Based on an analysis of CDR-related aspects of the Climate and Energy Framework 2030 and new actor positions in the context of the European Green Deal, the chapter traces the emergence CDR policymaking in the EU. The authors find that CDR is not entirely new in EU climate policy. Recently, spurred by the new climate target structure in the EU climate law, new CDR initiatives, processes and debates have been launched. The analysis shows that prospects of CDR policymaking will be shaped by ‘geographies of net zero’: Differences and conflicts over climate targets, composition of residual emissions, removal capacities, and socio-political preferences for different CDR methods in EU member states will affect future legislation.


Report: Scientific advice for the determination of an EU-wide 2040 climate target and a greenhouse gas budget for 2030–2050

In the report, the European Scientific Advisory Board on Climate Change provides EU institutions with a science-based estimate of a 2040 climate target and an EU greenhouse gas emissions budget for the period 2030-2050. The findings, based on rigorous analysis considering both fairness and feasibility, highlight the urgent need for ambitious actions to address climate change. The report also outlines possible pathways and related overarching policy choices to achieve the necessary emission reductions.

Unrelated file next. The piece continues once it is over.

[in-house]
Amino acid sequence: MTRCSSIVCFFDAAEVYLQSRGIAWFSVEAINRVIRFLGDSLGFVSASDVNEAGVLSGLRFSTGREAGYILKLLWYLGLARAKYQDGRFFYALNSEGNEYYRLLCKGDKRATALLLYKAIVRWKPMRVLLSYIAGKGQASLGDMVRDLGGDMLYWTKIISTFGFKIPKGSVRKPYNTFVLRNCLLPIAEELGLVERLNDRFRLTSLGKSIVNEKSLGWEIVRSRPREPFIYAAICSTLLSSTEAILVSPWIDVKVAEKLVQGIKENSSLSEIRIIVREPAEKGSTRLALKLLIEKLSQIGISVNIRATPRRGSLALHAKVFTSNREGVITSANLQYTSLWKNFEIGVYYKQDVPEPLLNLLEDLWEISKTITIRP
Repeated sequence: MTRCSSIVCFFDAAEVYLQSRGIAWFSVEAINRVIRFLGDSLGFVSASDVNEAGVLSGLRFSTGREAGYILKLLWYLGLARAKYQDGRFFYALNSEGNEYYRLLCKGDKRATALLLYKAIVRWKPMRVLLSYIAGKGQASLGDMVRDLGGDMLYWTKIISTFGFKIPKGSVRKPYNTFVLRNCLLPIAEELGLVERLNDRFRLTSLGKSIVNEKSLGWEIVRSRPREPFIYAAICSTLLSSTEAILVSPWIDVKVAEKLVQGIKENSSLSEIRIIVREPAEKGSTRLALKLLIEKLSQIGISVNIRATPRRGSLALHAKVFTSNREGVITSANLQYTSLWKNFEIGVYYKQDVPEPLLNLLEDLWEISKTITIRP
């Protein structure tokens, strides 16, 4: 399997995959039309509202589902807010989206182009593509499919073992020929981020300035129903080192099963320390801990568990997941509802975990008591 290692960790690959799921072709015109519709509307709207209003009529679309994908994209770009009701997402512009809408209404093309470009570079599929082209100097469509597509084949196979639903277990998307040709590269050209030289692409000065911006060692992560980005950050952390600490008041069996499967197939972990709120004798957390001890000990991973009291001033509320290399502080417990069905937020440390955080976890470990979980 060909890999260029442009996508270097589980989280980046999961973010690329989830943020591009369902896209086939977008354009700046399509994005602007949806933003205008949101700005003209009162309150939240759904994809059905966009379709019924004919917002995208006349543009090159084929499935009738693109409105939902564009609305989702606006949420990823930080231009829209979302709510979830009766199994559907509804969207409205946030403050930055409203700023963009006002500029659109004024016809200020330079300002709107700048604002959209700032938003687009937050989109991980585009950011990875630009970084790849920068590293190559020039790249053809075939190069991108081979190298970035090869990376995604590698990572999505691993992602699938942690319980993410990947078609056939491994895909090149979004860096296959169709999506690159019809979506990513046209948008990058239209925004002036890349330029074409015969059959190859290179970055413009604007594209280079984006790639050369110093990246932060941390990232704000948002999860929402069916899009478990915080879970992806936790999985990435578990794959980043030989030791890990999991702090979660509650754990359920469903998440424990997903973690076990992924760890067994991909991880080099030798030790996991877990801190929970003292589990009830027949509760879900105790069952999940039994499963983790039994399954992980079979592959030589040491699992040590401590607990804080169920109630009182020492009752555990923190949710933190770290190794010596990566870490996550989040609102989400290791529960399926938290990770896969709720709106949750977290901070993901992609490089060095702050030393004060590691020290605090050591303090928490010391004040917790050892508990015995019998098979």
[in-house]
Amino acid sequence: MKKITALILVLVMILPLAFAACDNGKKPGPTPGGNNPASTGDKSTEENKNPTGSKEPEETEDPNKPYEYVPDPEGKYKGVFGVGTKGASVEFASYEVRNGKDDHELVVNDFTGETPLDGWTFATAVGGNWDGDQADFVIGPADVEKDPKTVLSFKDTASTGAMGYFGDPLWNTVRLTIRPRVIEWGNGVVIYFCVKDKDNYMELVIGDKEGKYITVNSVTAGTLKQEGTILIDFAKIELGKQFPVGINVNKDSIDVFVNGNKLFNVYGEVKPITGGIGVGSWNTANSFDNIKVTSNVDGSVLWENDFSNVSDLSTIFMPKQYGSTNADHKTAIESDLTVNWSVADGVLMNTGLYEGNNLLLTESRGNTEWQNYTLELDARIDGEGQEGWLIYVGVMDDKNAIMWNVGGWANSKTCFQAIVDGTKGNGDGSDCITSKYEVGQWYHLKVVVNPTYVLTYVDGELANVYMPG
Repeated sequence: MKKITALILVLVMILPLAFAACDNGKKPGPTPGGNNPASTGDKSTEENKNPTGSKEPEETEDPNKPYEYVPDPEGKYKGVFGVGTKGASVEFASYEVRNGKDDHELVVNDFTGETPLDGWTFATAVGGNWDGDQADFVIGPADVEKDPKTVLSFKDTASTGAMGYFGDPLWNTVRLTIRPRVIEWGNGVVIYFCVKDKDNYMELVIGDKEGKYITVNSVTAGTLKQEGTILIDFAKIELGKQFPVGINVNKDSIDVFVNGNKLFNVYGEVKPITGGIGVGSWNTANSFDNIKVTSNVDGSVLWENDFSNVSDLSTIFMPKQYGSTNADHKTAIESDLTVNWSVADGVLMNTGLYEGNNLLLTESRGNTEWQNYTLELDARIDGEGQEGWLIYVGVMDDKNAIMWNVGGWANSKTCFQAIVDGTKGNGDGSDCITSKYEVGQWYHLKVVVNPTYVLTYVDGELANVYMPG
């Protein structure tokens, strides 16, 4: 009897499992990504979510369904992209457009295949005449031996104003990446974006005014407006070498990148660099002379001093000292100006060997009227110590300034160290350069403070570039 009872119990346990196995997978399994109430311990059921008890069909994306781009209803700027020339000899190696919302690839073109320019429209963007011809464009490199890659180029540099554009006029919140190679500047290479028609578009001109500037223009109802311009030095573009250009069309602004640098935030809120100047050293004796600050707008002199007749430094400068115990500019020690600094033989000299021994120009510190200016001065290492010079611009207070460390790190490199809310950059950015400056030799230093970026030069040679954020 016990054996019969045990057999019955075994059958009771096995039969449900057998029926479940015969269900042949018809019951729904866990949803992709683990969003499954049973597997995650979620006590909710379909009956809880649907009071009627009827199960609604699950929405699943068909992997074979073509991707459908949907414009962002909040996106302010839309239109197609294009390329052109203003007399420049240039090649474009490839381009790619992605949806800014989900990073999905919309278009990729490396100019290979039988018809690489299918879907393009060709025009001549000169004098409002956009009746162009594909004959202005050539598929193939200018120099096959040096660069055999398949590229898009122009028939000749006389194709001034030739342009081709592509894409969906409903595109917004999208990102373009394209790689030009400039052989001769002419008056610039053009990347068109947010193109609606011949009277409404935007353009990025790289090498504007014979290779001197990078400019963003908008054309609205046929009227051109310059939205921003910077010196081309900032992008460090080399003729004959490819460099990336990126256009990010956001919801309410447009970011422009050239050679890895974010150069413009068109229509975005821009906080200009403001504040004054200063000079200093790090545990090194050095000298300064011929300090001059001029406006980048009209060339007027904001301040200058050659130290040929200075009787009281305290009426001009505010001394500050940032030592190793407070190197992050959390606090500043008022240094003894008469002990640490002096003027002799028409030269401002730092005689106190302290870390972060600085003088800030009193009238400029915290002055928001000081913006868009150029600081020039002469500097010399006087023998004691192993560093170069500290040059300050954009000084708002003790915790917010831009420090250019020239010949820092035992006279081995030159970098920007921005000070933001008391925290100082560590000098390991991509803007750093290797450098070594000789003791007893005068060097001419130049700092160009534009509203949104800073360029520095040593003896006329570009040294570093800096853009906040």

Rickels et al. (2023): Potential efficiency gains from the introduction of an emissions trading system for the buildings and road transport sectors in the European union

Wilfried Rickels, Christian Rischer, Felix Schenuit, Sonja Peterson IN: Kiel Working Paper, No. 2249, Kiel Institute for the World Economy
ISSN 1862–115

In the European Union (EU), a second emissions trading system (EU ETS2) covering buildings, road transport and small energy and industrial installations is expected to be introduced from 2027. The authors study the EU ETS2 for the year 2030 using the general equilibrium model DART. In the analysis, the introduction of an EU ETS2 generates about a quarter of the efficiency gains of a comprehensive emissions trading system, assuming that nation states use the flexibility mechanisms of the ESR and compensate for regional abatement leakage through interstate emissions trading.


Sanchez et al. (2023): The Role of Direct Air Capture in EU’s Decarbonisation and Associated Carbon Intensity for Synthetic Fuels Production

Rocio Gonzalez SanchezAnatoli Chatzipanagi, Rocio Gonzalez SanchezAnatoli Chatzipanagi IN: Econ Papers,

Given the high expectations placed on DAC for future decarbonisation, this study presents an extensive review of DAC technologies, exploring a number of techno-economic aspects, including an updated collection of the current and planned DAC projects around the world. A dedicated analysis focused on the production of synthetic methane, methanol, and diesel from DAC and electrolytic hydrogen in the European Union (EU) is also performed, where the carbon footprint is analysed for different scenarios and energy sources.